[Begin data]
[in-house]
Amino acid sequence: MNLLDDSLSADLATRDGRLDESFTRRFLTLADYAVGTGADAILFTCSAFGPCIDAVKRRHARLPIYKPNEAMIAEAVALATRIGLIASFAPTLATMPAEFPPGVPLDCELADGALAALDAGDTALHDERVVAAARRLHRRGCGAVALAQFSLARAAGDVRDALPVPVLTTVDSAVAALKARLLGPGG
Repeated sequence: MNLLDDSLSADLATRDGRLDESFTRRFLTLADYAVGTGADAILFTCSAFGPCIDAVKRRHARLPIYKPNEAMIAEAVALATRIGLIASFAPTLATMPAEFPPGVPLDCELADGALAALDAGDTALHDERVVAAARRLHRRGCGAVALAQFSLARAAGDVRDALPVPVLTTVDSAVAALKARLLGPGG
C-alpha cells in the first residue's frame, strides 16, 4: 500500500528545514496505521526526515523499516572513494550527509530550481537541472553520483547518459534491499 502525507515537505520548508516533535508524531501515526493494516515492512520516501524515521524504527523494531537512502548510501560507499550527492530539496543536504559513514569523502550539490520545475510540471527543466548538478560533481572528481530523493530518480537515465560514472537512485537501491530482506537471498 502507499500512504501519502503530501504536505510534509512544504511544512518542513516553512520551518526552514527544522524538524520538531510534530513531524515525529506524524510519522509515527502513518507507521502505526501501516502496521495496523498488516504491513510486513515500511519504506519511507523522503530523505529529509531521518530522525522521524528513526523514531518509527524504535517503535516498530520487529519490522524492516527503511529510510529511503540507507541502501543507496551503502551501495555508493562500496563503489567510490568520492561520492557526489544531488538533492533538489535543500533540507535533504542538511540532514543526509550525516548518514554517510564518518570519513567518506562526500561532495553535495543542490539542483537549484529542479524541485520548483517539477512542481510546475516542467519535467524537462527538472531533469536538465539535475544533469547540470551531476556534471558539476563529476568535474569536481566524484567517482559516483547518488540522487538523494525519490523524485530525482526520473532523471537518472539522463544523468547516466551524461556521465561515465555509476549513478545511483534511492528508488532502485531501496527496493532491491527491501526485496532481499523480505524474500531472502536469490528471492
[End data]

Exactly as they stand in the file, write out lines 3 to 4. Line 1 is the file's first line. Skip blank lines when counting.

Repeated sequence: MNLLDDSLSADLATRDGRLDESFTRRFLTLADYAVGTGADAILFTCSAFGPCIDAVKRRHARLPIYKPNEAMIAEAVALATRIGLIASFAPTLATMPAEFPPGVPLDCELADGALAALDAGDTALHDERVVAAARRLHRRGCGAVALAQFSLARAAGDVRDALPVPVLTTVDSAVAALKARLLGPGG
C-alpha cells in the first residue's frame, strides 16, 4: 500500500528545514496505521526526515523499516572513494550527509530550481537541472553520483547518459534491499 502525507515537505520548508516533535508524531501515526493494516515492512520516501524515521524504527523494531537512502548510501560507499550527492530539496543536504559513514569523502550539490520545475510540471527543466548538478560533481572528481530523493530518480537515465560514472537512485537501491530482506537471498 502507499500512504501519502503530501504536505510534509512544504511544512518542513516553512520551518526552514527544522524538524520538531510534530513531524515525529506524524510519522509515527502513518507507521502505526501501516502496521495496523498488516504491513510486513515500511519504506519511507523522503530523505529529509531521518530522525522521524528513526523514531518509527524504535517503535516498530520487529519490522524492516527503511529510510529511503540507507541502501543507496551503502551501495555508493562500496563503489567510490568520492561520492557526489544531488538533492533538489535543500533540507535533504542538511540532514543526509550525516548518514554517510564518518570519513567518506562526500561532495553535495543542490539542483537549484529542479524541485520548483517539477512542481510546475516542467519535467524537462527538472531533469536538465539535475544533469547540470551531476556534471558539476563529476568535474569536481566524484567517482559516483547518488540522487538523494525519490523524485530525482526520473532523471537518472539522463544523468547516466551524461556521465561515465555509476549513478545511483534511492528508488532502485531501496527496493532491491527491501526485496532481499523480505524474500531472502536469490528471492